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This site is maintained by Ray Lapuz and is adopted from the Canada College website, 2005.



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It is the mission of Cañada College to ensure that students from diverse backgrounds achieve their educational goals by providing quality instruction in transfer and general education courses, professional/technical programs, basic skills and activities that foster students' personal development and academic success. Cañada College accepts responsibility for serving the community's diverse needs for lifelong enrichment and highly values close teacher to student teaching and learning relationships, support services and a co-curricular environment that contributes to personal growth and success for students.

Math Meeting, March 15, 2006

<back to Math Page>


  1. Prerequisite Blocking
  2. Placement Testing
  3. Student Learning Outcomes

Attendees: Victoria O'Donnell, Evan Innerst, Rich Follansbee, Jack Preston, Chuck Iverson, Judy Liteky, and Ray Lapuz

1. Victoria reported on the meeting she attended regarding prerequisite blocking. We currently have prerequisite blocking for Math 120 and 122. Starting Fall 2006, the district will have automatic prerequisite blocking for the following math courses: 112, 123, 125, 140, 200, 219, 241, 242, 252, and 253. More details are on the attached message from Victoria to the math faculty. Our discussion generated some "action items":

  • Remove ("Bank") Math 121
  • Change our math 219 to Math 222 (to align with CSM's and Skyline's curriculum)
  • We are in agreement to combine M115 (3unit Geometry) and M130 (3unit Trig) into a 5-unit Geometry/Trig course, as suggested by the faculty in the other colleges. However, we should make sure we consider the students' needs; let us continue to talk about this before forwarding it to the district .
  • Check M150 prerequisites to agree with Skyline's M150.
  • Course outlines to work on:
    • M118 (already done by Jack and Judy)
    • M110 (Ray)
    • M111/112 (Jack)
    • M120/122/123 (Evan)
    • M130/219(222) (Rich F.)
  • The following questions has been sent to Mike Williamson (dean of Sci. in Skyline):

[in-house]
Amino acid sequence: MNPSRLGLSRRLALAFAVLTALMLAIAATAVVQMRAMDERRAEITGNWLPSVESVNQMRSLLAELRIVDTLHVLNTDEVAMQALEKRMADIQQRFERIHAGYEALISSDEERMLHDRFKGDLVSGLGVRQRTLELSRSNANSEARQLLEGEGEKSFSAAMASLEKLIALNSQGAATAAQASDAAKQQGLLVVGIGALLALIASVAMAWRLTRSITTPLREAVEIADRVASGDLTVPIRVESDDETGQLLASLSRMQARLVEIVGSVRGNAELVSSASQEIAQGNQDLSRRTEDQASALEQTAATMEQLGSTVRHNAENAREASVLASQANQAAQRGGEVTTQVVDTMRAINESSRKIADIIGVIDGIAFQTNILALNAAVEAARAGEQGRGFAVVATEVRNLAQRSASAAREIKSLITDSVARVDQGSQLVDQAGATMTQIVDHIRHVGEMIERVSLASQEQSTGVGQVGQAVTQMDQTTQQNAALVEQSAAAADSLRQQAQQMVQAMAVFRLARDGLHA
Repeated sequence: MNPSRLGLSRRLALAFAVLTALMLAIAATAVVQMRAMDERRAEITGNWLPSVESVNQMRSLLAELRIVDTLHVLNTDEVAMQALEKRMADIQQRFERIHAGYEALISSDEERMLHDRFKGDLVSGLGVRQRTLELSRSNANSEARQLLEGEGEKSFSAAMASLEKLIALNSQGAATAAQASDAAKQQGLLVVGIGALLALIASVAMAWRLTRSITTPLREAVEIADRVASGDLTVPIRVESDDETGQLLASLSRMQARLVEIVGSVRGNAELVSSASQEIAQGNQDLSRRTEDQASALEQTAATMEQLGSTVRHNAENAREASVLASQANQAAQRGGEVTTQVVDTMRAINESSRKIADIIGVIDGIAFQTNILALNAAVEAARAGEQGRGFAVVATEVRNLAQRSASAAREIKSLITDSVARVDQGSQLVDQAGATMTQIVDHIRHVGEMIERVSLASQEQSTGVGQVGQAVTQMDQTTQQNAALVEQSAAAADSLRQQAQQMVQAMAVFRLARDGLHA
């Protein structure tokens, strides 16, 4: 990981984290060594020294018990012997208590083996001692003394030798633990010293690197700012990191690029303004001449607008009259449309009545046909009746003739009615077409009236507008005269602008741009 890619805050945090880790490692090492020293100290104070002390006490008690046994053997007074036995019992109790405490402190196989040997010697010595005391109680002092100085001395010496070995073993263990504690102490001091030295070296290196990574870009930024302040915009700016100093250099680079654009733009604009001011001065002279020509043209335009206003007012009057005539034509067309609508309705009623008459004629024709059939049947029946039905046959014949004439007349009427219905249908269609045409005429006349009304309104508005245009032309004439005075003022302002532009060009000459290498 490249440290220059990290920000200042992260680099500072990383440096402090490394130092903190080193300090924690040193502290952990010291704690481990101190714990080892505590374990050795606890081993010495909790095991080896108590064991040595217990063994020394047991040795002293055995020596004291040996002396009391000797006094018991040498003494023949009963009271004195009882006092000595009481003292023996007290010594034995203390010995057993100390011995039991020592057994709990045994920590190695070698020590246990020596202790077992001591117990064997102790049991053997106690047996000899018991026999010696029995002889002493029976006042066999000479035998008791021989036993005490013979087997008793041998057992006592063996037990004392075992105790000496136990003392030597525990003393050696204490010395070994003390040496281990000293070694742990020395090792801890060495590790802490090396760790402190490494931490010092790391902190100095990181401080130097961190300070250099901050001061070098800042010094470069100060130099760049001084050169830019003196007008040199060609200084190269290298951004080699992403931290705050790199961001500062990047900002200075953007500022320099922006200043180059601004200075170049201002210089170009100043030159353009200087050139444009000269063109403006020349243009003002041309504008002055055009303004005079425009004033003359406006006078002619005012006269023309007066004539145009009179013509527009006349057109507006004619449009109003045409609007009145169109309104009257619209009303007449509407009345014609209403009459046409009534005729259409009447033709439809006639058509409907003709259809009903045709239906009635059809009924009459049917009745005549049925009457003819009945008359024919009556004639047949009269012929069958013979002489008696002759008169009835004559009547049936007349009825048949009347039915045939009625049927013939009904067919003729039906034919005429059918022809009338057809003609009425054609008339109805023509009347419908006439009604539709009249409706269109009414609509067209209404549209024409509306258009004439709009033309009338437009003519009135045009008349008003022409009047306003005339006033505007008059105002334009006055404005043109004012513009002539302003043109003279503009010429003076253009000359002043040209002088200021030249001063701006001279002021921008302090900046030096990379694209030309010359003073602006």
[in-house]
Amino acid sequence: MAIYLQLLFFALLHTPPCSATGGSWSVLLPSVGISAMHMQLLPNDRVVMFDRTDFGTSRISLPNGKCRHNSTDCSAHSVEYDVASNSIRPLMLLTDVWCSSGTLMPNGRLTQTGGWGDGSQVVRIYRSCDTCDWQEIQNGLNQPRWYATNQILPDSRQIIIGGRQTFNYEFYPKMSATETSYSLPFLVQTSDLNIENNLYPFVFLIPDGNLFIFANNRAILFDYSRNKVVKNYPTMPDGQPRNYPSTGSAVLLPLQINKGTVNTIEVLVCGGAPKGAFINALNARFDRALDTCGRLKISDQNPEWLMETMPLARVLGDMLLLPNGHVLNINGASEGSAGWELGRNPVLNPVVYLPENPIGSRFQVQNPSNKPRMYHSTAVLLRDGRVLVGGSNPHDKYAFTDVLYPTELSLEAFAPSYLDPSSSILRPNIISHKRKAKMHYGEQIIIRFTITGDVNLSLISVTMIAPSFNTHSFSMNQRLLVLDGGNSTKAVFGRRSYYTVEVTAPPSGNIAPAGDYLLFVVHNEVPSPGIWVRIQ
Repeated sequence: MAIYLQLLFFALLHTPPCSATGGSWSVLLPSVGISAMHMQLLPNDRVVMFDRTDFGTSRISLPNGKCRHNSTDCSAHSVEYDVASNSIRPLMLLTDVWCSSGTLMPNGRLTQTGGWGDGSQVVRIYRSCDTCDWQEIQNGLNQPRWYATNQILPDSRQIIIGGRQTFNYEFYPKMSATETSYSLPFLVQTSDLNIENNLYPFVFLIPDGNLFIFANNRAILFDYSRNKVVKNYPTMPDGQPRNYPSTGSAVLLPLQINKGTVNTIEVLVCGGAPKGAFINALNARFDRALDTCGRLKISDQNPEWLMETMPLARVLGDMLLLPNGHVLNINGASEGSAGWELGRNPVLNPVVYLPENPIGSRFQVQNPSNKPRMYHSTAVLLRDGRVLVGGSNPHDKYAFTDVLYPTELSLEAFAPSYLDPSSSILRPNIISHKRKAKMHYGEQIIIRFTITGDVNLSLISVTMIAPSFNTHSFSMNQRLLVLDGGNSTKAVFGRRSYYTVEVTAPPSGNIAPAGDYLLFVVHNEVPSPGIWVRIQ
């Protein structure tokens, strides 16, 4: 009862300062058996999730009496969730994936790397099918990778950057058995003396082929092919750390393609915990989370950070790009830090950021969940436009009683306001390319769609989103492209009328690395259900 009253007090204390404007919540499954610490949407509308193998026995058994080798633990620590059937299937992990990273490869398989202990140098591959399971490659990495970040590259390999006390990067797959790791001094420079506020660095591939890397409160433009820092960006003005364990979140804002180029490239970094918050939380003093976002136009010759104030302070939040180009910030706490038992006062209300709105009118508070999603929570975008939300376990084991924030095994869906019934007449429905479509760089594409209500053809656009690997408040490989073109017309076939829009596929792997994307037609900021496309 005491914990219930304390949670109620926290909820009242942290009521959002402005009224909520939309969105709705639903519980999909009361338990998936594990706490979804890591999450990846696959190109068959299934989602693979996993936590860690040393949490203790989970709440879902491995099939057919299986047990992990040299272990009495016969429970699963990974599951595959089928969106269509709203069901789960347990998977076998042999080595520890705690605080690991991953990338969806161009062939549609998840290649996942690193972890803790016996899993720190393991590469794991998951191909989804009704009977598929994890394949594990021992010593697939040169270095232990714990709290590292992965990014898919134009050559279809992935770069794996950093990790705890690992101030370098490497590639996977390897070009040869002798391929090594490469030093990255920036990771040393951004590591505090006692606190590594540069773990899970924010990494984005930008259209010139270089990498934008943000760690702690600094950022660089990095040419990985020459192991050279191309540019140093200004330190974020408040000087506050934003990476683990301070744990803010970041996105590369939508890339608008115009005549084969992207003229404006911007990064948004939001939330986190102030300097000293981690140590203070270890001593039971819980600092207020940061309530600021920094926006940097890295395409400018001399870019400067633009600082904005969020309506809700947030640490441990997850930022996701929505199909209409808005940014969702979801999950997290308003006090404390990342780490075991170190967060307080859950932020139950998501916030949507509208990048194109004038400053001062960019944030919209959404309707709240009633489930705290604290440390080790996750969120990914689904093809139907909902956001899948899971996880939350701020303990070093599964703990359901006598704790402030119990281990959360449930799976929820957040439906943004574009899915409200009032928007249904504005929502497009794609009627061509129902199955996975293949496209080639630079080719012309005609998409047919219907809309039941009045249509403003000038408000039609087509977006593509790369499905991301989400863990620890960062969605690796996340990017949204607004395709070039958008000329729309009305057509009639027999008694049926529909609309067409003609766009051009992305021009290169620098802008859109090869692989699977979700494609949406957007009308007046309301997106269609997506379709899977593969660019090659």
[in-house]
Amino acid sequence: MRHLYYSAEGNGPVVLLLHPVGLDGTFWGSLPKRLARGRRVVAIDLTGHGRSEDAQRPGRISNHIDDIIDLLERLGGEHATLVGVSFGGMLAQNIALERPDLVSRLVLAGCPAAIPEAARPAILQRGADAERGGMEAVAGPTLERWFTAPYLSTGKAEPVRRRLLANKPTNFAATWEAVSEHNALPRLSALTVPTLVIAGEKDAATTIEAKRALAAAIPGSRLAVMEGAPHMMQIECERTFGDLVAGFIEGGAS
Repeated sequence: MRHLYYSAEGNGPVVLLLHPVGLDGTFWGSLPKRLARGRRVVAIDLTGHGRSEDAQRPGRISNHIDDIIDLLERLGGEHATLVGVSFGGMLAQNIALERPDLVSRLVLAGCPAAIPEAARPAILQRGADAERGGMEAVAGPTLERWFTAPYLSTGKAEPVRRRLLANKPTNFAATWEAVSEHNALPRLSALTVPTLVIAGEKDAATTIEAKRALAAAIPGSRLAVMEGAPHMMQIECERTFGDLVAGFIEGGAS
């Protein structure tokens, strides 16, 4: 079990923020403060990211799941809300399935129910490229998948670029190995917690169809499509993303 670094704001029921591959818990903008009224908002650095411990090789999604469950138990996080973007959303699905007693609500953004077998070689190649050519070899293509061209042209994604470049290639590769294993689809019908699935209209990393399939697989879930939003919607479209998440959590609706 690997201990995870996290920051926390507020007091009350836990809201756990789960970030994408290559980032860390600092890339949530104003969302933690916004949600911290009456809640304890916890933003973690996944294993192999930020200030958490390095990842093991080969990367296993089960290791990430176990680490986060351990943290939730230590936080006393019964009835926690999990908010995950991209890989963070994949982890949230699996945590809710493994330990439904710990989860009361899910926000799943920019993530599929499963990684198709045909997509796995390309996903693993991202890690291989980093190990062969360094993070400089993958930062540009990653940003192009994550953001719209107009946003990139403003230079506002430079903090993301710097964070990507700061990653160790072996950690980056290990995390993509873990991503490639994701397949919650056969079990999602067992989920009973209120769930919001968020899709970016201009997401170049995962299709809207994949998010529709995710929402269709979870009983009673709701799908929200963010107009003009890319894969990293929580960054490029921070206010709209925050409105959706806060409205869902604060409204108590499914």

• Will the prerequisite blocking consider ESL prerequisites, or only math prerequisites?
    • Do authorization codes override prerequisite blocking?


2. Placement Test Update: Our new Math (and English) placement test comes from a company called COMPASS/ACT. The testing software is such that it begins at the (Elementary) Algebra level and will (might) change levels depending on whether the test taker gets questions correct or incorrect. The levels are Pre-Algebra, Algebra (Elementary), College Algebra (Intermediate), and Trig. Students can be placed in Math 811, 111/110, 120/122, 130, or 251. (I'm not sure about 125, 200, or 241). I (Ray) took the test to check out the problems and I ran into an interesting type of question: "If a@b=3a+b 4@2x=7, find x." Anyway, a report from Melissa Raby (and Bob Haick) goes as follows:

  • The counseling office will begin testing in April.
  • Testing will take place on Saturdays in the Learning Center.
  • Other days in the week, tests will be in a computer lab in bldg 13.
  • Cut off scores are set (these are default score that other CC's are already using)
  • Bart will begin the validation process in the fall by surveying students and faculty, and looking at success results.
  • Question for the math faculty: Do we want any other "multiple measures" questions for the placement test? (see the "COMPASS…" pdf file for the current questions being used.

3. Student Learning Outcomes Update: Last semester, we piloted an assessment process for Elementary Algebra SLO's. We identified a list of SLO's to be the following:

  • A. Distinguish between an expression and an equation.
  • B. Relate variables to real quantities. Apply the concept of substitution.
  • C. Interpret and check the solutions of equations or systems.
  • D. Interpret graphs.
  • E. Formulate equations and inequalities from verbal descriptions,
  • F. Apply concepts to word problems

An assessment was given (see attached) and offered to M110/111/112 instructor as an anonymous or graded quiz. Few participated but the results may seem to be representative:










Percentage of Success









As expected, students had problems translating from English into math and solving word problems. With this evidence, (or maybe this result is just an excuse), we agreed to get together as math faculty and share teaching techniques of covering (or uncovering) word problems.

Next Meeting's Possible Agenda Items:

(Probably after spring break)

  1. Update on Prerequisite Blocking
  2. Update on new/modified course outline work
  3. Presentation on presenting word problems (by Jack?)